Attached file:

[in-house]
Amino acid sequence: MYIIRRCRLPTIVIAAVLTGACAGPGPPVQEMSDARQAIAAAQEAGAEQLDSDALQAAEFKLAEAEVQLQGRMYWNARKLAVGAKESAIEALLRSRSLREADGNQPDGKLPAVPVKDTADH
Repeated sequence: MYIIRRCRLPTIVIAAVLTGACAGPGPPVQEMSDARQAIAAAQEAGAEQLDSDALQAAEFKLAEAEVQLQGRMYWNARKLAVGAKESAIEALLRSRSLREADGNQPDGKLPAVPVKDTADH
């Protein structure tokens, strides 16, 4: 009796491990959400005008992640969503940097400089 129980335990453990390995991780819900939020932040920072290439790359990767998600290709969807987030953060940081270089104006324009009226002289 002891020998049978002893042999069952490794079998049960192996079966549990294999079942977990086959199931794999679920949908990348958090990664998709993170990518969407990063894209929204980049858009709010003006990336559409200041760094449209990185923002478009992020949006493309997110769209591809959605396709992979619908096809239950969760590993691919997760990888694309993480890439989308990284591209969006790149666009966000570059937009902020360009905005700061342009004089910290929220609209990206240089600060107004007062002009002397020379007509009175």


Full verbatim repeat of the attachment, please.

[in-house]
Amino acid sequence: MYIIRRCRLPTIVIAAVLTGACAGPGPPVQEMSDARQAIAAAQEAGAEQLDSDALQAAEFKLAEAEVQLQGRMYWNARKLAVGAKESAIEALLRSRSLREADGNQPDGKLPAVPVKDTADH
Repeated sequence: MYIIRRCRLPTIVIAAVLTGACAGPGPPVQEMSDARQAIAAAQEAGAEQLDSDALQAAEFKLAEAEVQLQGRMYWNARKLAVGAKESAIEALLRSRSLREADGNQPDGKLPAVPVKDTADH
């Protein structure tokens, strides 16, 4: 009796491990959400005008992640969503940097400089 129980335990453990390995991780819900939020932040920072290439790359990767998600290709969807987030953060940081270089104006324009009226002289 002891020998049978002893042999069952490794079998049960192996079966549990294999079942977990086959199931794999679920949908990348958090990664998709993170990518969407990063894209929204980049858009709010003006990336559409200041760094449209990185923002478009992020949006493309997110769209591809959605396709992979619908096809239950969760590993691919997760990888694309993480890439989308990284591209969006790149666009966000570059937009902020360009905005700061342009004089910290929220609209990206240089600060107004007062002009002397020379007509009175």